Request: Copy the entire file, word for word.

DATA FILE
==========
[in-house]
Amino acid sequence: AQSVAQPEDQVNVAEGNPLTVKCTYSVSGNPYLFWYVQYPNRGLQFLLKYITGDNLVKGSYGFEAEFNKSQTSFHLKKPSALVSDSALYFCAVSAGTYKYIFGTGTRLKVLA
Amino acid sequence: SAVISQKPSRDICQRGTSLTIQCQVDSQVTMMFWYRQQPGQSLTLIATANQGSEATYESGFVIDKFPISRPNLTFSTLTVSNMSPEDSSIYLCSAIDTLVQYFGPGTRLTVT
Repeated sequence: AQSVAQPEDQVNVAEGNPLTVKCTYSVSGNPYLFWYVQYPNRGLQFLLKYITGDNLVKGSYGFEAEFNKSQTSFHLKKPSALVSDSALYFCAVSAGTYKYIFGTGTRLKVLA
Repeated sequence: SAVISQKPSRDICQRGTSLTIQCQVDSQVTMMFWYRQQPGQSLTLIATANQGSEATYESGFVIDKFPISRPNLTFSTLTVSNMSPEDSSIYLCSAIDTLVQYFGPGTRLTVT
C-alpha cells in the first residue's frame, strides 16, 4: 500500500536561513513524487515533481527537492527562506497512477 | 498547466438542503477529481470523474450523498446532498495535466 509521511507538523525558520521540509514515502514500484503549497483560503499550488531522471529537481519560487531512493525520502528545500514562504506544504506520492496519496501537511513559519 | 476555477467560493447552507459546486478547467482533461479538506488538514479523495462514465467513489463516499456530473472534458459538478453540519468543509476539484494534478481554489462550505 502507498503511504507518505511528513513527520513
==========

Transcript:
[in-house]
Amino acid sequence: AQSVAQPEDQVNVAEGNPLTVKCTYSVSGNPYLFWYVQYPNRGLQFLLKYITGDNLVKGSYGFEAEFNKSQTSFHLKKPSALVSDSALYFCAVSAGTYKYIFGTGTRLKVLA
Amino acid sequence: SAVISQKPSRDICQRGTSLTIQCQVDSQVTMMFWYRQQPGQSLTLIATANQGSEATYESGFVIDKFPISRPNLTFSTLTVSNMSPEDSSIYLCSAIDTLVQYFGPGTRLTVT
Repeated sequence: AQSVAQPEDQVNVAEGNPLTVKCTYSVSGNPYLFWYVQYPNRGLQFLLKYITGDNLVKGSYGFEAEFNKSQTSFHLKKPSALVSDSALYFCAVSAGTYKYIFGTGTRLKVLA
Repeated sequence: SAVISQKPSRDICQRGTSLTIQCQVDSQVTMMFWYRQQPGQSLTLIATANQGSEATYESGFVIDKFPISRPNLTFSTLTVSNMSPEDSSIYLCSAIDTLVQYFGPGTRLTVT
C-alpha cells in the first residue's frame, strides 16, 4: 500500500536561513513524487515533481527537492527562506497512477 | 498547466438542503477529481470523474450523498446532498495535466 509521511507538523525558520521540509514515502514500484503549497483560503499550488531522471529537481519560487531512493525520502528545500514562504506544504506520492496519496501537511513559519 | 476555477467560493447552507459546486478547467482533461479538506488538514479523495462514465467513489463516499456530473472534458459538478453540519468543509476539484494534478481554489462550505 502507498503511504507518505511528513513527520513